According to a recent article in Electric Light and Power, solar roads and sidewalks could change thousands of miles of roads and pavement into a power generating resource.
Solar Roads and sidewalks could become a huge part of the solar energy boom in Utah, as a growing number of companies begin embracing renewable energy as the U.S. aims to reduce carbon emissions by one-third from 2005 levels by 2030.
The heat produced by the panels would work to keep roadways snow- and ice-free, improving winter driving safety.
A solar bike path was built in the Netherlands in 2014, and Germany and France have announced plans to build solar roads in the future.
The panels can currently be used for sidewalks, driveways and parking lots. The technology is still seeking permission from the federal government to use them in roads.
The glass has a traction surface that is equivalent to asphalt. In tests, vehicles are able to stop in the required distance, he said.
In strength tests, the panels can hold 250,000 pounds, three times the legal limit for a semi-trailer.
The solar panels are made of tempered glass, weigh about 70 pounds each and contain lights that can be programmed to direct traffic or alert drivers to problems. Each hexagonal panel is about 31 inches point-to-point.
The panels contain microprocessors that allow them to communicate with each other, a central control station and vehicles. They also are designed to be easily replaced if damaged.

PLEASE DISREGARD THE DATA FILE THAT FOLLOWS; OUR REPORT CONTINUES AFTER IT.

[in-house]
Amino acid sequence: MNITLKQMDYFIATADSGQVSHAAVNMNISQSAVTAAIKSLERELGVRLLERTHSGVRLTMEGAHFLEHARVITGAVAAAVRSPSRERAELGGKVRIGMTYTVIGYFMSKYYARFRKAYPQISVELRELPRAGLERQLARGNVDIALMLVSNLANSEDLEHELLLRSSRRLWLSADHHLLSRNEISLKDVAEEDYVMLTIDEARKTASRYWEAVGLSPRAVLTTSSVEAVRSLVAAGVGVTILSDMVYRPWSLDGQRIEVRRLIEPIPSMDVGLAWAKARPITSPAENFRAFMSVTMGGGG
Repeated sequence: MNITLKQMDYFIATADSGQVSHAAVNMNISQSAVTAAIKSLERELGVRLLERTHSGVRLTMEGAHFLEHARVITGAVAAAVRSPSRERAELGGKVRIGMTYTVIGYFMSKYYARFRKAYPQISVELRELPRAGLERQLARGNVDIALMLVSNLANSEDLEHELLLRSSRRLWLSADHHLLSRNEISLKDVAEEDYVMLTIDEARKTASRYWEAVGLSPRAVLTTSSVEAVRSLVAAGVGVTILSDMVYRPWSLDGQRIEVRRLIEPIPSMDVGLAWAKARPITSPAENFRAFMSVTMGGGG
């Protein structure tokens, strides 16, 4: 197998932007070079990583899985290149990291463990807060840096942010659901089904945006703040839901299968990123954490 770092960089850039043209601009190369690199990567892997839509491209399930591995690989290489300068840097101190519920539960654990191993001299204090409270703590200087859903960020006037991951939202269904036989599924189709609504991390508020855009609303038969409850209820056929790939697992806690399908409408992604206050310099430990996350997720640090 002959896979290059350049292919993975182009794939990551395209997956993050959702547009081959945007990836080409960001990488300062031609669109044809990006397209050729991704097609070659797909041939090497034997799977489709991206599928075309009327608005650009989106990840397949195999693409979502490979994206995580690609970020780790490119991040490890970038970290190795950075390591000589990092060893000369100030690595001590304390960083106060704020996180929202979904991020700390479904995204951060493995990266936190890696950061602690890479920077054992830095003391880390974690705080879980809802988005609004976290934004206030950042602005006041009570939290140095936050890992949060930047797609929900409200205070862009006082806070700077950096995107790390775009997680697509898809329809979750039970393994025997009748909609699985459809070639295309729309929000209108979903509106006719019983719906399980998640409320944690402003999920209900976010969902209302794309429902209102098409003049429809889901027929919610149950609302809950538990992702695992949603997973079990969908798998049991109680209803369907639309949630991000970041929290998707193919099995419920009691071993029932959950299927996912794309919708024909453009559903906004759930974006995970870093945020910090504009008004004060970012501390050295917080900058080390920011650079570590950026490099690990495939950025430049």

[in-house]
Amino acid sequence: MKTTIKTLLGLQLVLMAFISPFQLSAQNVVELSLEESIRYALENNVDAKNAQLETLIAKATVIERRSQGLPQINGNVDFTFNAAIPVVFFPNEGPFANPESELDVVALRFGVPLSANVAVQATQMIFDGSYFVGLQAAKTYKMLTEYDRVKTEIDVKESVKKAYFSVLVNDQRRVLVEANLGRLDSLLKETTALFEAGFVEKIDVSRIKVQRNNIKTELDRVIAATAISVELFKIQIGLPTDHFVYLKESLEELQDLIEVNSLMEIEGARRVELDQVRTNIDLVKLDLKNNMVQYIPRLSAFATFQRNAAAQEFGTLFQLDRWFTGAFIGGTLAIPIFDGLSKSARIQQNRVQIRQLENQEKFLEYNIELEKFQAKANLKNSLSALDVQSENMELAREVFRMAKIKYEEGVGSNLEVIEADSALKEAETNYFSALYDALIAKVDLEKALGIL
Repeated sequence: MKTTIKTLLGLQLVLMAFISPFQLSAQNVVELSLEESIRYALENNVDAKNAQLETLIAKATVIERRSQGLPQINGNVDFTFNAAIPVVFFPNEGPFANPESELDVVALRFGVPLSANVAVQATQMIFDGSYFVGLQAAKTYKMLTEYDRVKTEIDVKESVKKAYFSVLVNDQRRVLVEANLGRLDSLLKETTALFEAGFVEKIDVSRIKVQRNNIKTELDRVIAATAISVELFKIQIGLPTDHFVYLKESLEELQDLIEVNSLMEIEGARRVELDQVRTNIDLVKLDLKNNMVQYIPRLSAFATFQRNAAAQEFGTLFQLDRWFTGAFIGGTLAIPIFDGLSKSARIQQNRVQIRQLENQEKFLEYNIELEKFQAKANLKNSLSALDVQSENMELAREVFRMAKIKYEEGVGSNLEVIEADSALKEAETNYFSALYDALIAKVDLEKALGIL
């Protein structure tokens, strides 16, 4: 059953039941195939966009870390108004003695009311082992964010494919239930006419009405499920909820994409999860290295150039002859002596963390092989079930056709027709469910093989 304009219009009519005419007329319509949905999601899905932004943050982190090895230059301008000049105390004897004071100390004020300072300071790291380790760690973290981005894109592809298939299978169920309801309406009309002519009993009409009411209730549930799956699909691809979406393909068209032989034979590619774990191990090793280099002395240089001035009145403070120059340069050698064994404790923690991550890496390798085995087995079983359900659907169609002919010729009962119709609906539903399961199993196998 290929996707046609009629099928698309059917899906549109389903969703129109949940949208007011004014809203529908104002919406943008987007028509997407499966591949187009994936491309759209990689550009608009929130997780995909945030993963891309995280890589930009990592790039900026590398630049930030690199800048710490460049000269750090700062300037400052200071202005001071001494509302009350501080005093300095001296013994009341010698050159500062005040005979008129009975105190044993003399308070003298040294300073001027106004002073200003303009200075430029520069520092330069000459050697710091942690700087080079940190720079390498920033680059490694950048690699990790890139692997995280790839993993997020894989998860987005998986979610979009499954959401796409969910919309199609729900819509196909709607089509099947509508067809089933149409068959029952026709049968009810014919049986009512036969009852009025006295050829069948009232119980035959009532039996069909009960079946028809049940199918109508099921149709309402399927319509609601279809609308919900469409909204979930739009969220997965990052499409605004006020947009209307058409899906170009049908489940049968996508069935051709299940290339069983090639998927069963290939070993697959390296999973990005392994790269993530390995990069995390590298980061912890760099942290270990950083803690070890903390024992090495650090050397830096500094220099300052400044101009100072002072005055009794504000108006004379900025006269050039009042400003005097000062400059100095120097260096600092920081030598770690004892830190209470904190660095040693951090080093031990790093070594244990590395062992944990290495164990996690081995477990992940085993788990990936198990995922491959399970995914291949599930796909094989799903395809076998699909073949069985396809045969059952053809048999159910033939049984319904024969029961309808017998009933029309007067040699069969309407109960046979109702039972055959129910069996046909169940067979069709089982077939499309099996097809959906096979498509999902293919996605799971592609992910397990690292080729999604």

With the price of solar panels reaching an all time low and money saving incentives being offered to homeowners, homes with solar panels may be a common sight in Utah in the near future.
Utah has stepped forward in its efforts in championing clean energy in its cities and businesses and growing its solar capacity enormously, homeowners are now beginning to see the benefits of going solar.
A recent study conducted by the National Renewable Energy Laboratory has calculated the solar productivity for each of the 50 U.S. states, the study determined Utah has enormous untapped solar energy potential.
With a UV index of 0.95, Utah ties for 8th place as the most productive state. Homeowners throughout Utah are eager and ready to take advantage of the money saving benefits that solar panels provide.
Utah resident’s average energy consumption is estimated to be 200-kilowatt hours less than the overall national average which equates to savings on their utility bill.
Utahans who are ready to take the initial first steps to converting their homes to solar energy can now benefit from installing solar on their rooftops, saving more electricity than ever. New Star Solar can offer assistance with questions .
The state of Utah is offering money-saving incentives allowing homeowners to cash in on big savings for going solar.
Utah homeowners who install solar energy systems and solar powered devices like solar hot water heater and space heaters on their properties are eligible for a state income tax credit, worth 25 percent of installed costs, and up to $2,000 in addition to various other rebates and incentives offered by private organizations.